Clock time is continuous and even; it moves relentlessly in one direction. Unlike clock time, narrative time refers to the time it takes to tell the story. The narrator can slow down the unfolding of events by describing things in great detail or reporting all the dialogue. The narrator can also cover days and years quickly by summarizing or omitting events. The story can also move back and forth from present to past or future by flashbacks or flashforwards. The sequence of events plays a central role in the presentation and experience of the story, and we shall consider it again when we look at the plot.
The time of the story’s actions seldom matches the time of the telling. The Red Sea Story begins on one day and ends at dawn on the next, but it does not take twenty-four hours to tell. Its text of thirty-seven verses is comparatively short. Even so, the story devotes seventeen verses to the resolution (14:15-31). As a rule, the more narrative time the narrator devotes to an element, the more important it is, and the more it demands our attention.
The Red Sea Story is arguably one of the great works of world literature, but it uses only about 435 words. While earlier scholars, influenced by Romanticism, saw this brevity as a lack of narrative skill, today, there is a much greater appreciation of the mastery reflected in these narratives—its spareness being a hallmark of its mastery. The repetition winnowed these stories and left what mattered. Any analysis of these stories must recognize that every word counts and deserves sustained attention.
3.1.1. The Time of the Story, its Composition, and its Reading
Some stories clearly belong to a specific historical moment. Others belong to imaginative time (fairy tales). Still, others present themselves as real but taking place beyond human, historical time. Though some stories from the ancient Near East present themselves as actually happening in this beyond time, the Bible presents its stories taking place in human, historical time.
The events of the Red Sea Story would date to around 1300 BC, although there is little in this story or the wider book to date the event more precisely. Pharaoh, for instance, has no name. The writing down of the story in its final form, however, belongs to the time of the Persian Empire (539-330 BC)—a difference of nine hundred years or so. The final redactor preserves the story not as some distant historical event but as a paradigmatic event for Judeans in Persia looking to return from their own Egypt. We, of course, are reading the story from our own timeframe, more than two and three thousand years later. To make sense of it, we must discover some relationship that can link our time to that of the final redactor and the time of the story’s events. We must also be careful to respect the timeframe of each moment.
Just as narrative creates its own sense of time, so it also creates the space for the story—its narrative world. This space may refer to a realistic place, but it typically has a thematic dimension. Jurij Lotman has championed an understanding of narrative space as a reflection of the primary themes of the story. According to Lotman, narrative is born when a character crosses the boundary between these symbolically charged spaces.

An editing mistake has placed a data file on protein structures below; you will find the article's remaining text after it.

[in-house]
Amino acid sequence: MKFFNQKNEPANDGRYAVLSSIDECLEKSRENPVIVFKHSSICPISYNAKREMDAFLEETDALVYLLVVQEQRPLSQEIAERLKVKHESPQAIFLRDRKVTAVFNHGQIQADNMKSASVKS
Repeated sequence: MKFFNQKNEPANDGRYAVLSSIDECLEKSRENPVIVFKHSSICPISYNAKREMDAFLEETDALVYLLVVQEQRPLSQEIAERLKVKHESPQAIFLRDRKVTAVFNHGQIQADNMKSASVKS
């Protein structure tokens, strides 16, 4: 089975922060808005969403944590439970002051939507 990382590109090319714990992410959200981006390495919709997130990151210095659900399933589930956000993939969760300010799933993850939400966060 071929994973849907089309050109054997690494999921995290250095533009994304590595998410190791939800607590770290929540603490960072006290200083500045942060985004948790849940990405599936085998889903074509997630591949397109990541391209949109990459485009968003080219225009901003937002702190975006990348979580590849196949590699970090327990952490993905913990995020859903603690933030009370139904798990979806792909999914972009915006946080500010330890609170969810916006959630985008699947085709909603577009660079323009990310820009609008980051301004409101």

Egypt was and is a country in the northeast corner of Africa. Our story is not particularly interested in the reality of ancient Egypt. Rather, Egypt represents the land of slavery and oppression, as the Book of Exodus itself calls it: “the house of slavery.” This narrative space is mainly thematic rather than realistic. Its Egypt is no longer a place of refuge as was Joseph’s Egypt in Genesis, for “now a new king arose over Egypt, who did not know Joseph” (1:8). This land has become a place of threat. Space then can be both realistic (geographical) and thematic (connected to ideas). This understanding neither affirms nor denies the historicity of the story. Instead, it insists on a thematic understanding of the space.
The larger story spans three main spaces. From Egypt, “the house of slavery,” the story moves to the wilderness, the place both of trial and temptation and of theophany before coming to the Promised Land, the goal of the journey. In each case, the opening between these spaces becomes a miraculous event through water: first at the Red Sea and then at the Jordan. The thematic content of this geography is clear. Still, as Thomas Dozeman has observed, modern scholarship has tended to regard thematic geography as pre-critical and has focused on accurate geography. “The result is a one-sided approach to biblical geography in contemporary study, which lacks a critical exploration of the ideological role of setting in creating a cultural and religious landscape in the writing of biblical history.”
As with time, we can inquire about the relationship of “Egypt” to the Persian Empire, where the narrative receives its final form in the Torah. We can also consider our spatial relationship to this narrative space. The geographical differences may be sharp, but this must not obscure the thematic similarity.
 Gérard Genette, Narrative Discourse: An Essay in Method, translated by Jane E. Lewin (Ithaca, NY: Cornell University Press, 1980) 33-34.
 Jurij Lotman, The Structure of the Artistic Text, translated by Ronald Vroon (Ann Arbor, MI: University of Michigan Press, 1977) 217-218, 238; Marie-Laure Ryan, “Space,” in The Living Handbook of Narratology (www.lhn.uni-hamburg.de, 2012, 2014) 3.1.
 Exod 13:3, 14; 20:2.
 Thomas Dozeman, “Biblical Geography and Critical Spatial Studies” in Constructions of Space I: Theory, Geography and Narrative, edited by Jon L. Berquist and Claudia V. Camp (New York, NY: T & T Clark, 2007) 87-108, esp. 103.